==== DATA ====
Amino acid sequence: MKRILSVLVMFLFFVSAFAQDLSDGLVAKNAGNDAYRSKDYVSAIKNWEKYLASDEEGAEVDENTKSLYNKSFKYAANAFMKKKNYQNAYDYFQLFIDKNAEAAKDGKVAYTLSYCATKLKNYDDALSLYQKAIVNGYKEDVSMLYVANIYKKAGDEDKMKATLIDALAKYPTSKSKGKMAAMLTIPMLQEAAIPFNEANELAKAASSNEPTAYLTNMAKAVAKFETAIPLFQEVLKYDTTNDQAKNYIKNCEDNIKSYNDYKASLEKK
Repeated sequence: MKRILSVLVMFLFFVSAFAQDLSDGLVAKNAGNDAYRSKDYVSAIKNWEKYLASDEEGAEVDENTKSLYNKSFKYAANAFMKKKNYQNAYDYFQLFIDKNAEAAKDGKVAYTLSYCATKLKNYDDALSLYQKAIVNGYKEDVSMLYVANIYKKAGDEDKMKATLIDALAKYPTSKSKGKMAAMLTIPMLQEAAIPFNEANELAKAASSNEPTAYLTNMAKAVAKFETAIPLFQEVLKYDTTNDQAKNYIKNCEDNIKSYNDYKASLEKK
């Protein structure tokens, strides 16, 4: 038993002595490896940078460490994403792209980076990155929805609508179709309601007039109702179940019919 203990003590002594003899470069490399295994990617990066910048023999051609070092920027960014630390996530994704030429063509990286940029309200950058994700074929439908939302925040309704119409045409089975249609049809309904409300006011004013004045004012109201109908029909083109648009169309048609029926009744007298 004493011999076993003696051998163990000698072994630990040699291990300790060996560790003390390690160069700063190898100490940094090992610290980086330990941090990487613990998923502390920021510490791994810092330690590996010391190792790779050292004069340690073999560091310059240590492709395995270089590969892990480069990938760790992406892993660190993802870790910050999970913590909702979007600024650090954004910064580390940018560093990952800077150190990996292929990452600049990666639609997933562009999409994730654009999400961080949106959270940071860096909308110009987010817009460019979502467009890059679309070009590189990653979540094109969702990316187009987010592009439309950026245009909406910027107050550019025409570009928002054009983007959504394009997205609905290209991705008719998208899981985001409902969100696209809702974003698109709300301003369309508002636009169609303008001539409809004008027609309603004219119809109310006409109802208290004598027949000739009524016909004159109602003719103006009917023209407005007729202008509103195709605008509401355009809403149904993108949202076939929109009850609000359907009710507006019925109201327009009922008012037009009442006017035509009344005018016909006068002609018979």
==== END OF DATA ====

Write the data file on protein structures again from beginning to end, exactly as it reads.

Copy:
Amino acid sequence: MKRILSVLVMFLFFVSAFAQDLSDGLVAKNAGNDAYRSKDYVSAIKNWEKYLASDEEGAEVDENTKSLYNKSFKYAANAFMKKKNYQNAYDYFQLFIDKNAEAAKDGKVAYTLSYCATKLKNYDDALSLYQKAIVNGYKEDVSMLYVANIYKKAGDEDKMKATLIDALAKYPTSKSKGKMAAMLTIPMLQEAAIPFNEANELAKAASSNEPTAYLTNMAKAVAKFETAIPLFQEVLKYDTTNDQAKNYIKNCEDNIKSYNDYKASLEKK
Repeated sequence: MKRILSVLVMFLFFVSAFAQDLSDGLVAKNAGNDAYRSKDYVSAIKNWEKYLASDEEGAEVDENTKSLYNKSFKYAANAFMKKKNYQNAYDYFQLFIDKNAEAAKDGKVAYTLSYCATKLKNYDDALSLYQKAIVNGYKEDVSMLYVANIYKKAGDEDKMKATLIDALAKYPTSKSKGKMAAMLTIPMLQEAAIPFNEANELAKAASSNEPTAYLTNMAKAVAKFETAIPLFQEVLKYDTTNDQAKNYIKNCEDNIKSYNDYKASLEKK
């Protein structure tokens, strides 16, 4: 038993002595490896940078460490994403792209980076990155929805609508179709309601007039109702179940019919 203990003590002594003899470069490399295994990617990066910048023999051609070092920027960014630390996530994704030429063509990286940029309200950058994700074929439908939302925040309704119409045409089975249609049809309904409300006011004013004045004012109201109908029909083109648009169309048609029926009744007298 004493011999076993003696051998163990000698072994630990040699291990300790060996560790003390390690160069700063190898100490940094090992610290980086330990941090990487613990998923502390920021510490791994810092330690590996010391190792790779050292004069340690073999560091310059240590492709395995270089590969892990480069990938760790992406892993660190993802870790910050999970913590909702979007600024650090954004910064580390940018560093990952800077150190990996292929990452600049990666639609997933562009999409994730654009999400961080949106959270940071860096909308110009987010817009460019979502467009890059679309070009590189990653979540094109969702990316187009987010592009439309950026245009909406910027107050550019025409570009928002054009983007959504394009997205609905290209991705008719998208899981985001409902969100696209809702974003698109709300301003369309508002636009169609303008001539409809004008027609309603004219119809109310006409109802208290004598027949000739009524016909004159109602003719103006009917023209407005007729202008509103195709605008509401355009809403149904993108949202076939929109009850609000359907009710507006019925109201327009009922008012037009009442006017035509009344005018016909006068002609018979």